Espers — Espers
(Locust L 44, 2004, CD)
Espers — The Weed Tree
(Locust L 73, 2005, CD)
Espers — II
(Drag City DC310, 2006, CD)
by Cesar Montesano, Published 2007-03-01
Beautiful music delving into mantric excesses in protracted light is a nice way to spend an afternoon. Percolating effluvial melodies encroach upon sensibilities of newfound mellifluousness setting its sights upon somber dialectics hailing from the nether regions of yore: spooky, yet lovely, acid-folk. Delicate female larynx peals away, in shards of soul, as it clambers to speak of life's deeper vagaries. Haunting and effusive, the elusive effect is that of casting a semi-acoustic shadow o'er the patina of any retinal ability to see beyond simultaneously energizing and enervating enigma. Truth be told, the affectation of the debut is a mite precious; nonetheless, that does little to shear Espers of their power. Something of that ilk is to be expected when excavating to resurrect a partial ghost of Pearls Before Swine, steeped in the tea leaves of Linda Perhacs. For their auxiliary effort, between full albums proper, we have a set of melancholy covers wreathed in blooming funereal flowers. A sense of longing and foreboding pervades the entirety of their fragile second disc until the searing, and majestically swirling, ten-minute rendition of “Flaming Telepaths” – it tears one to agog threads towards effulgent madness and hidden euphoria – say hello to your repeat button.
Heralding from swishing folds along the altar of the born-again freak-folk church, this shimmering outfit is a prelate of tines overcome, they strike a necessary balance between the ecclesiastically lugubrious and the ecstatically sacrosanct. Vicariate expatriate export of a time lost, this band plays archaeology on the darker part of the akashic record, relishing wistful liberties under the dictatorship of mass public appeal. Their notational preambles are paeans for recovery and worthy of further discovery, to be sought out as the currently gigging unit they are. If there is one aspect that may sway the unwary listener is that they mostly perform sad music. Even when it is not overtly expressed in the lyric, the underlying thread of battling against an amorphous despair reigns entangled, and sticky, in your hair. Seemingly, one cannot sing happy songs in this modality without sounding a tad on the twee side; even the illustrious folk troubadour Donovan himself could not escape being judged a foolhardy lightheart for simply not being depressed enough. It would therefore not be far from prudent to gander a guess that nothing makes one more human than taking a wavering faith and channeling it into an art form, something that Greg Weeks, Meg Baird, Brooke Sietinsons, and erstwhile clan, do abundantly well. Expression is a formidable tool and they weld a dark blade magnificently along the skin of a nuanced curtain bedecked with and sheathed in atmospheric glories.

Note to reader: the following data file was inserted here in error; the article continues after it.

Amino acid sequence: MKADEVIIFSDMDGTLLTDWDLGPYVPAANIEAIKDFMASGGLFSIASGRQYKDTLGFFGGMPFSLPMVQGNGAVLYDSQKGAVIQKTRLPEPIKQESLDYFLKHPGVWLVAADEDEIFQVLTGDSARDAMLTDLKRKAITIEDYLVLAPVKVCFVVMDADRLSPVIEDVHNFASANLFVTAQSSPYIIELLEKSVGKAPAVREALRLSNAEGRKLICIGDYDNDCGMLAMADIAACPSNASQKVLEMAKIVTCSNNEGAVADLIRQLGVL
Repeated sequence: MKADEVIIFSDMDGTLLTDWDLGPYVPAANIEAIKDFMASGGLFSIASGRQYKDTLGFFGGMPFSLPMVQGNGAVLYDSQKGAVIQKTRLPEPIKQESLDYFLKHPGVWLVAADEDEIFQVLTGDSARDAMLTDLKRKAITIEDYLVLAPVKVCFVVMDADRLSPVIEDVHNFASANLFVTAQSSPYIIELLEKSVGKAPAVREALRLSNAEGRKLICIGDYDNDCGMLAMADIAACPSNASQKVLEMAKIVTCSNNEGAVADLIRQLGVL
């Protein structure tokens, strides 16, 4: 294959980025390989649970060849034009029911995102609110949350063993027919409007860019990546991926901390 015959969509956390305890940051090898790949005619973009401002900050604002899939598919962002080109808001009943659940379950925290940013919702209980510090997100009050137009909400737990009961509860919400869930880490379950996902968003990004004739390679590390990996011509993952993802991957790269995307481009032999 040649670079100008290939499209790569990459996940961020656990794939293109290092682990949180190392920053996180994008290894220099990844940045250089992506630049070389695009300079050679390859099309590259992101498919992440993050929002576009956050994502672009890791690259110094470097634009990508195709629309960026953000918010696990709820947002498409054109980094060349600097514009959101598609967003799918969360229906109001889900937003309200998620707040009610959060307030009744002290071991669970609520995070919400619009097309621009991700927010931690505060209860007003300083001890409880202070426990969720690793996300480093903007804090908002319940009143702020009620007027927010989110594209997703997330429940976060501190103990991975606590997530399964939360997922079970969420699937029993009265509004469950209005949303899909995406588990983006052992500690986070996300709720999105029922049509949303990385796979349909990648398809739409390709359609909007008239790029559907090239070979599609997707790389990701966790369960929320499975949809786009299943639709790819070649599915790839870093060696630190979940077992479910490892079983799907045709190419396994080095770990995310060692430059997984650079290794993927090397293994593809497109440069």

Help MoonJune Bring Great Music to Life – Like many music lovers around the world, we’ve been thrilled and amazed to hear the recordings that have been released by MoonJune from sessions at La Casa Murada in Spain. Such label stalwarts as Mark Wingfield, Markus Reuter, Asaf Sirkis, Tony Levin, Dusan Jevtovic, Vasil Hadzimanov, and many more have gathered in various combinations at the studio to produce some of the most creative music in recent years. Now, label head Leonardo Pavkovic is offering a compilation, La Casa Murada - MoonJune Sessions, Volume One, as a fundraiser for upcoming sessions. » Read more
The Pineapple Thief to Tour North America – November and December of 2019 will see The Pineapple Thief bringing their music to Canada, Mexico, and the US, and famed drummer Gavin Harrison will be on board. The band has been touring extensively in Europe, but North America will be new territory for them. » Read more
Scott Walker RIP – Noel Scott Engel, better known as Scott Walker, was one of the most intriguing and enigmatic musical figures in the second half of the 20th Century. His strange career started with The Walker Brothers, an American pop group that featured no one named Walker and no brothers. After moving to England in 1965, they had a series of hit singles. Scott's solo work started with Scott in 1967. Starting in the 80s, his work took an increasingly avant-garde turn. » Read more
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Seaprog 2019 Lineup Almost Complete – The Seaprog festival in Seattle is scheduled for June 7-9 this year, and they've announced their lineup of performers. The revitalized Trettioåriga Kriget will cap Friday night, perennial favorites Marbin are on Saturday, and District 97 will finish off the fest on Sunday night. In support, they've booked a stellar variety of artists from the Northwest and around the world, including EchoTest, Markus Reuter and Trey Gunn, and the live debut of the amazing Troot project. » Read more